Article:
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http://dx.doi.org/10.1007/s13311-020-00950-2DOI Listing
http://www.ncbi.nlm.nih.gov/pmc/articles/PMC7851267PMC
October 2020

Association of Pregnancy With the Onset of Clinically Isolated Syndrome.

JAMA Neurol 2020 Sep 14. Epub 2020 Sep 14.

Department of Neurology, Alfred Hospital, Melbourne, Victoria, Australia.

Importance: Multiple sclerosis (MS) is usually diagnosed in women during their childbearing years. Currently, no consensus exists on whether pregnancy can delay the first episode of demyelination or clinically isolated syndrome (CIS).

Objective: To investigate the association of pregnancy with time to CIS onset.

Design, Setting, And Participants: This multicenter cohort study collected reproductive history (duration of each pregnancy, date of delivery, length of breastfeeding) on all participants between September 1, 2016, and June 25, 2019. Adult women being treated at the MS outpatient clinics of 4 tertiary hospitals in 2 countries (Charles University and General University Hospital in Prague, Czech Republic; Royal Melbourne Hospital in Melbourne, Australia; Alfred Hospital in Melbourne, Australia; and John Hunter Hospital in Newcastle, Australia) were recruited to participate in the study. Preexisting data (date of CIS onset, date of birth, sex, date of clinical onset, and Expanded Disability Status Scale result) were collected from MSBase, an international registry of long-term prospectively collected data on patients with MS. Data analyses were performed from June 1, 2019, to February 3, 2020.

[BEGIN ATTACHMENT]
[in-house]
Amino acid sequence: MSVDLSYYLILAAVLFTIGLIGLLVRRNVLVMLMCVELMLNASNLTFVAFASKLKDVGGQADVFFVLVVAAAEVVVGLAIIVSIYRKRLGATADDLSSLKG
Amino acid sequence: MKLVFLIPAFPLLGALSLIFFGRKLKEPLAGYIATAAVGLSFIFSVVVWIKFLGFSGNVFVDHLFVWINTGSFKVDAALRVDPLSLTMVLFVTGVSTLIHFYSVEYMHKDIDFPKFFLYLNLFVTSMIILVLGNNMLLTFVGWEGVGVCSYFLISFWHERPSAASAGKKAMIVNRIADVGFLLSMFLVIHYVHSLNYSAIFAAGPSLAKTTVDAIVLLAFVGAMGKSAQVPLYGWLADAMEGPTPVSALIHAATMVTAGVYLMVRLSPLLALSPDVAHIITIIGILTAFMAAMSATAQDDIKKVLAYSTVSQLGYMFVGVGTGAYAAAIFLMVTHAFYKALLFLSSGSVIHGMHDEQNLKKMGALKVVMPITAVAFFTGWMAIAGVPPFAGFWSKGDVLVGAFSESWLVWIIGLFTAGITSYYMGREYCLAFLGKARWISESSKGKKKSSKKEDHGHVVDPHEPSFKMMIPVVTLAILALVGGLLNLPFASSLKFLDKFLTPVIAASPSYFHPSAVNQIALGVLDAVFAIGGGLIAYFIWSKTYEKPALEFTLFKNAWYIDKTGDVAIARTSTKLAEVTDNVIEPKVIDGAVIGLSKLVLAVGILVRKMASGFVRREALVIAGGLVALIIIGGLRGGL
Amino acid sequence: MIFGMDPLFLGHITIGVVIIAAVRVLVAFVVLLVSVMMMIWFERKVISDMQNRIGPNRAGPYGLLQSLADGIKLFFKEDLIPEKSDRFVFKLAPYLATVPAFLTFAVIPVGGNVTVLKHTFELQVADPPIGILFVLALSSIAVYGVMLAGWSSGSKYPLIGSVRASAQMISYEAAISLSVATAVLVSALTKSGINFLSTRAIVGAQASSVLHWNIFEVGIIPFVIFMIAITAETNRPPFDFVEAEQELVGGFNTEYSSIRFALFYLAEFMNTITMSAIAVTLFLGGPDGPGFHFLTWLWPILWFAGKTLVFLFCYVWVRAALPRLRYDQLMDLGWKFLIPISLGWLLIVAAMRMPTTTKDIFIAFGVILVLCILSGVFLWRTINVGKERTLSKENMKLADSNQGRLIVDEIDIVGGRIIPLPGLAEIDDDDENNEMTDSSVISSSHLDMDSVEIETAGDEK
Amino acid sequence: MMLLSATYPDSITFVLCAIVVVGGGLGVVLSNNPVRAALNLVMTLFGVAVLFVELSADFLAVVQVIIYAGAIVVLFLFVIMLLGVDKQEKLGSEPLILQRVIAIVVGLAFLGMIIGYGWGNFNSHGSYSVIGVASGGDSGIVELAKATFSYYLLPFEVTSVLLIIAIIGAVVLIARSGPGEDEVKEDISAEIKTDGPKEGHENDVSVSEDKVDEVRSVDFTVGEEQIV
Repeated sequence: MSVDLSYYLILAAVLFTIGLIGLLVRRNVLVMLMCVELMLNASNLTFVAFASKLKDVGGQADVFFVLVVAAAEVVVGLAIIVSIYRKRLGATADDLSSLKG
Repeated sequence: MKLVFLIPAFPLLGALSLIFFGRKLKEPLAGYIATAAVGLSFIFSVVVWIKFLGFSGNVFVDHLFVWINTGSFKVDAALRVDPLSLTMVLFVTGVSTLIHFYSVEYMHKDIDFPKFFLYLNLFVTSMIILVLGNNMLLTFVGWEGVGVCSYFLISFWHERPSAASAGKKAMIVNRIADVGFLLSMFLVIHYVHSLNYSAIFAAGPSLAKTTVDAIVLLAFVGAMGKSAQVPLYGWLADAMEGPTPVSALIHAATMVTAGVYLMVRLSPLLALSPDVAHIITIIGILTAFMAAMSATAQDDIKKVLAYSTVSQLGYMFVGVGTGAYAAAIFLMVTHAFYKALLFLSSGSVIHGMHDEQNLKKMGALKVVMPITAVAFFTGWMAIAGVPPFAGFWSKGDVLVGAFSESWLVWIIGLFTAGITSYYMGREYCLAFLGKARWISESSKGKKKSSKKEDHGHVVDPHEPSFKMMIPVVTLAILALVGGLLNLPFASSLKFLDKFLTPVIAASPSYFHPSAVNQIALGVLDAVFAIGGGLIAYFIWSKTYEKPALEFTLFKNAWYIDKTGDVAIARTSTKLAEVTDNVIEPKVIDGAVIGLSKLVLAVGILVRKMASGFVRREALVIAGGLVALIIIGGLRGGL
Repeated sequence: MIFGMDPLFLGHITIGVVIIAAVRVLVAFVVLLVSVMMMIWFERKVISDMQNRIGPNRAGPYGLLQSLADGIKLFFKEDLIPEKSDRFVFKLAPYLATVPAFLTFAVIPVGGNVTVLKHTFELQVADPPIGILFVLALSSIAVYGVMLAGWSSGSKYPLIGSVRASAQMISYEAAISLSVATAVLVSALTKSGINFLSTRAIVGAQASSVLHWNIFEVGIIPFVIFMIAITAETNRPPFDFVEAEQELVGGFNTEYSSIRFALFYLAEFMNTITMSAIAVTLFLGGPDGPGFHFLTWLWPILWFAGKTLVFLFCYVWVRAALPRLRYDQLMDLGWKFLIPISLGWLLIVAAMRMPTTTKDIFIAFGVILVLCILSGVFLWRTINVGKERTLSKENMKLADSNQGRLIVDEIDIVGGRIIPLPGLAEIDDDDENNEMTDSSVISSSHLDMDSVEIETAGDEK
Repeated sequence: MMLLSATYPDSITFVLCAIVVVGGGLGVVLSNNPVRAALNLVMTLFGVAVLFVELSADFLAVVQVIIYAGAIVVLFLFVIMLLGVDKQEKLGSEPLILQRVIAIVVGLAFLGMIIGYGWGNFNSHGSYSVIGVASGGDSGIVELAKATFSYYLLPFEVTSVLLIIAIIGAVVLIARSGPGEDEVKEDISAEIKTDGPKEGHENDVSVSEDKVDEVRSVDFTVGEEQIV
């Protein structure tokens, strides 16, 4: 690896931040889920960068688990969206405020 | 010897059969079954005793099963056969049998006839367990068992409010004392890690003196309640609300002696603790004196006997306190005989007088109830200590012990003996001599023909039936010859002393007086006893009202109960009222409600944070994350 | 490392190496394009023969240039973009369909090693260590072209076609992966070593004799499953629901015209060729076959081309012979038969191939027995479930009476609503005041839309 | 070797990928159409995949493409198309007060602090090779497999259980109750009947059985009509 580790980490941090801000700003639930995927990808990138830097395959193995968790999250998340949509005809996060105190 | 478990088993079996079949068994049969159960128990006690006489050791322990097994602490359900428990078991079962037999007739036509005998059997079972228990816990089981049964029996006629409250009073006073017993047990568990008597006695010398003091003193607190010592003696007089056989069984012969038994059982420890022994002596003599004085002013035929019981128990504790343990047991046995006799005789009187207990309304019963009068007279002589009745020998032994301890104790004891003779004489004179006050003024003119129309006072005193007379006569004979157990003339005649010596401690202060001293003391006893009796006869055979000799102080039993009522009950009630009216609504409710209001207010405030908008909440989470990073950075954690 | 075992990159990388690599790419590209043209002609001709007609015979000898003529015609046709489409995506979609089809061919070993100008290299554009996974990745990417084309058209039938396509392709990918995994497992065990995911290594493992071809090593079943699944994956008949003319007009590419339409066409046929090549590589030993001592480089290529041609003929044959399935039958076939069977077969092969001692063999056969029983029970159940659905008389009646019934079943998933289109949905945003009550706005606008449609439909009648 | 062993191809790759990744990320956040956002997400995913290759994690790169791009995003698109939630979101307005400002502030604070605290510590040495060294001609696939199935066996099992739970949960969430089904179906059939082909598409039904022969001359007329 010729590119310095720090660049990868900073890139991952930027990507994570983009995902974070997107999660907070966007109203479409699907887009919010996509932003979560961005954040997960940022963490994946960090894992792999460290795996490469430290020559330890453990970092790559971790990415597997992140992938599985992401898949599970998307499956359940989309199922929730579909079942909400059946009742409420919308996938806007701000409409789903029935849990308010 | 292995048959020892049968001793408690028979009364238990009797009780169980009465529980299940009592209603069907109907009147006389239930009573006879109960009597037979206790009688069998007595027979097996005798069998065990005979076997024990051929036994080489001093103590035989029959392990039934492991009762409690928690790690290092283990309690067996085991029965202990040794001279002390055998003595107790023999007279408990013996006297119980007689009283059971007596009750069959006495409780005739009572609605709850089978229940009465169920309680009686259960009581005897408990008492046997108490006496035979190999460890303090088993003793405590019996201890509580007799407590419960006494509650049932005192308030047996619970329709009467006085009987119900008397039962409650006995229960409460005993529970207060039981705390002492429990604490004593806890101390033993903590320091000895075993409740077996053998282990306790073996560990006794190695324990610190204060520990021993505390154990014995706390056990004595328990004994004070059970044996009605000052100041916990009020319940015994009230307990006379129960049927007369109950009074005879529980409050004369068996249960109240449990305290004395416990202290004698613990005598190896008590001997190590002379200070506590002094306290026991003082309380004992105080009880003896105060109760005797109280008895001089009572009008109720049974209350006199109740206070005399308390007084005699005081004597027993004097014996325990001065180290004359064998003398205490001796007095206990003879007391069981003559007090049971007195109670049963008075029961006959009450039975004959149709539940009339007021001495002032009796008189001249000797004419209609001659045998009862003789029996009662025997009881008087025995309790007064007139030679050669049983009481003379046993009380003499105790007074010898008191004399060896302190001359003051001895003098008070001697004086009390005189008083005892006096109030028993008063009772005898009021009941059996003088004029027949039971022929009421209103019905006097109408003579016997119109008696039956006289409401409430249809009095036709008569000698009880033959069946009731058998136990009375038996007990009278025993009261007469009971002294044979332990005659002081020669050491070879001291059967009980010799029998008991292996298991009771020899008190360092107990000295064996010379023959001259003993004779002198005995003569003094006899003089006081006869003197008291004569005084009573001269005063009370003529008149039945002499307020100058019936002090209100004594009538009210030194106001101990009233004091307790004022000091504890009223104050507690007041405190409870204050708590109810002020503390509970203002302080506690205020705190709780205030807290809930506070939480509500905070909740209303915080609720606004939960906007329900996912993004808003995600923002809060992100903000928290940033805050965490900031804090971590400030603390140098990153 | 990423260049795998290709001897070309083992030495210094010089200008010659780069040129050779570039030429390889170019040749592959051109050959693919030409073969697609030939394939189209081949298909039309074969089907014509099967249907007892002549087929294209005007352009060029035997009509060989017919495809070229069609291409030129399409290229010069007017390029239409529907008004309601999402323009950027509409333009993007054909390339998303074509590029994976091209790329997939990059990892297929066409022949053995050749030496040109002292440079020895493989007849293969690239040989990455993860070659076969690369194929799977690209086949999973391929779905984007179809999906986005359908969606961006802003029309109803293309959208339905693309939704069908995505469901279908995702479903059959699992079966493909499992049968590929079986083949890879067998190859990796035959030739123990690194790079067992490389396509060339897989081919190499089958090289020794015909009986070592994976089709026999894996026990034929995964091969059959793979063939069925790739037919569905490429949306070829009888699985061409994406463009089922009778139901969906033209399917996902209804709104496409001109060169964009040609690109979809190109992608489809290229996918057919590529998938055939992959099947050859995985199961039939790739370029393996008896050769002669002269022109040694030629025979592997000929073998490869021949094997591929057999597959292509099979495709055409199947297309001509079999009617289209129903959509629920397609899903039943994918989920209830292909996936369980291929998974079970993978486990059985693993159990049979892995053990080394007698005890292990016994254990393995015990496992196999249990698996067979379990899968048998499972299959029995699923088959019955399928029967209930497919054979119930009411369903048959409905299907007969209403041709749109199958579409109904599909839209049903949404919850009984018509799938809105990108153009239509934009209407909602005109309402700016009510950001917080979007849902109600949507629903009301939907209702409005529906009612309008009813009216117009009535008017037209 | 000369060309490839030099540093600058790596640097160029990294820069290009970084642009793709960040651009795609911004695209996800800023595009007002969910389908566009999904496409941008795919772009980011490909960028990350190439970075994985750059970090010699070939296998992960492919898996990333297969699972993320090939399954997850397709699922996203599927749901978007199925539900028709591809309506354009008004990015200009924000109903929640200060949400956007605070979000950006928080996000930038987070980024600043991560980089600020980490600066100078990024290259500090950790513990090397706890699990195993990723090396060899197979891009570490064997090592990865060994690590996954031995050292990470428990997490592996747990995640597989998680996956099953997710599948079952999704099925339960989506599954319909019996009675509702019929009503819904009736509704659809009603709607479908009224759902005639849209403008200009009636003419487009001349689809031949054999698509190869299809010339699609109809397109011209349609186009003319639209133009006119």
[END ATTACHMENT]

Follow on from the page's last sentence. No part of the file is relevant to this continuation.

Exposures: Gravida (defined as any pregnancy, including pregnancy that ended in miscarriage and induced abortion) and parity (defined as childbirth after gestational age of more than 20 weeks, including livebirth and stillbirth) before CIS onset.

Main Outcomes And Measures: Time to CIS onset. The following were assessed: (1) whether women with previous pregnancies and childbirths had a delayed onset of CIS compared with those who had never been pregnant and those who had never given birth, and (2) whether a dose response existed, whereby a higher number of gravidity and parity was associated with a later onset of CIS.

Results: Of the 2557 women included in the study, the mean (SD) age at CIS onset was 31.5 (9.7) years. Of these women, before CIS onset, 1188 (46%) had at least 1 pregnancy and 1100 (43%) had at least 1 childbirth. The mean (SD) age at first pregnancy was 23.3 (4.5) years and at first childbirth was 23.8 (4.5) years. Women with previous pregnancies and childbirths had a later onset of CIS compared with those who had never been pregnant (HR, 0.68; 95% CI, 0.62-0.75; P < .001), with a median delay of 3.3 (95% CI, 2.5-4.1) years. Women who had given birth also had a later CIS onset compared with women who had never given birth (HR 0.68; 95% CI, 0.61-0.75; P < .001), with a similar median delay of 3.4 (95% CI, 1.6-5.2) years. A higher gravidity and parity number was not associated with delay in CIS onset.

Conclusions And Relevance: This study suggests an association between previous pregnancies and childbirths and timing of CIS onset, but having more pregnancies or childbirths did not appear to be associated with a later CIS onset. Further studies are needed to help explain the mechanisms behind the associations between pregnancy and onset of multiple sclerosis.
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http://dx.doi.org/10.1001/jamaneurol.2020.3324DOI Listing
http://www.ncbi.nlm.nih.gov/pmc/articles/PMC7490748PMC
September 2020